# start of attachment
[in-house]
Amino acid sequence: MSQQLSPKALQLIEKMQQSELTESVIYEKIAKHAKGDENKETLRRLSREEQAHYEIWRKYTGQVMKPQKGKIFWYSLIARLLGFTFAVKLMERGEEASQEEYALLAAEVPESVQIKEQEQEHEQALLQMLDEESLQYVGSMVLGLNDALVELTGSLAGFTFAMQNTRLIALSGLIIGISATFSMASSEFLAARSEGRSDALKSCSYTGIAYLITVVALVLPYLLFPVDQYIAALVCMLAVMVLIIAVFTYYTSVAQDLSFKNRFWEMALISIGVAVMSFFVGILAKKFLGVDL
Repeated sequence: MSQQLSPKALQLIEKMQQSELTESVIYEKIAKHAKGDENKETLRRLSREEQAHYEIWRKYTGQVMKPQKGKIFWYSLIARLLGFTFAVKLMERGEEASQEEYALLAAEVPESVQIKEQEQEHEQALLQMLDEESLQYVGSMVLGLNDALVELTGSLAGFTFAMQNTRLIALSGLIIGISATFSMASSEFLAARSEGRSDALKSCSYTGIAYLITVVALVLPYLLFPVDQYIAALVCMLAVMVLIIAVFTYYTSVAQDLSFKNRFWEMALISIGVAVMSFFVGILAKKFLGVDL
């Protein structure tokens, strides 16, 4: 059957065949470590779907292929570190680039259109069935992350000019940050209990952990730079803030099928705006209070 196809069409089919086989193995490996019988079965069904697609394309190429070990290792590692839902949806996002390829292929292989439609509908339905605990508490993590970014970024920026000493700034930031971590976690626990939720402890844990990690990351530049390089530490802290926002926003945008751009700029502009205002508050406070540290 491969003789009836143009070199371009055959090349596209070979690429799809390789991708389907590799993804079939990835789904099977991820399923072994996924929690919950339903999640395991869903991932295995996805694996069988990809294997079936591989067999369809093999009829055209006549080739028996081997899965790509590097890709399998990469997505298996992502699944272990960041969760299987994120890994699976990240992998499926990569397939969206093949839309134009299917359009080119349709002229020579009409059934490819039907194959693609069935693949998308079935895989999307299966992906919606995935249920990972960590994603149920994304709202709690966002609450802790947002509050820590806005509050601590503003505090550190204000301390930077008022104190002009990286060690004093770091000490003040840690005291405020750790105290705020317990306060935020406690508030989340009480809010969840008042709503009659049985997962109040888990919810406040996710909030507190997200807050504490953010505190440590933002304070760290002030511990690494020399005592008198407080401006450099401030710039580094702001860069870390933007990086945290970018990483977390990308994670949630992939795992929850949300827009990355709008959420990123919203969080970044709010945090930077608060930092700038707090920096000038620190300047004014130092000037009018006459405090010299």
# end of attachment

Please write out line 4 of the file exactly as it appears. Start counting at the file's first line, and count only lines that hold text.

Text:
């Protein structure tokens, strides 16, 4: 059957065949470590779907292929570190680039259109069935992350000019940050209990952990730079803030099928705006209070 196809069409089919086989193995490996019988079965069904697609394309190429070990290792590692839902949806996002390829292929292989439609509908339905605990508490993590970014970024920026000493700034930031971590976690626990939720402890844990990690990351530049390089530490802290926002926003945008751009700029502009205002508050406070540290 491969003789009836143009070199371009055959090349596209070979690429799809390789991708389907590799993804079939990835789904099977991820399923072994996924929690919950339903999640395991869903991932295995996805694996069988990809294997079936591989067999369809093999009829055209006549080739028996081997899965790509590097890709399998990469997505298996992502699944272990960041969760299987994120890994699976990240992998499926990569397939969206093949839309134009299917359009080119349709002229020579009409059934490819039907194959693609069935693949998308079935895989999307299966992906919606995935249920990972960590994603149920994304709202709690966002609450802790947002509050820590806005509050601590503003505090550190204000301390930077008022104190002009990286060690004093770091000490003040840690005291405020750790105290705020317990306060935020406690508030989340009480809010969840008042709503009659049985997962109040888990919810406040996710909030507190997200807050504490953010505190440590933002304070760290002030511990690494020399005592008198407080401006450099401030710039580094702001860069870390933007990086945290970018990483977390990308994670949630992939795992929850949300827009990355709008959420990123919203969080970044709010945090930077608060930092700038707090920096000038620190300047004014130092000037009018006459405090010299």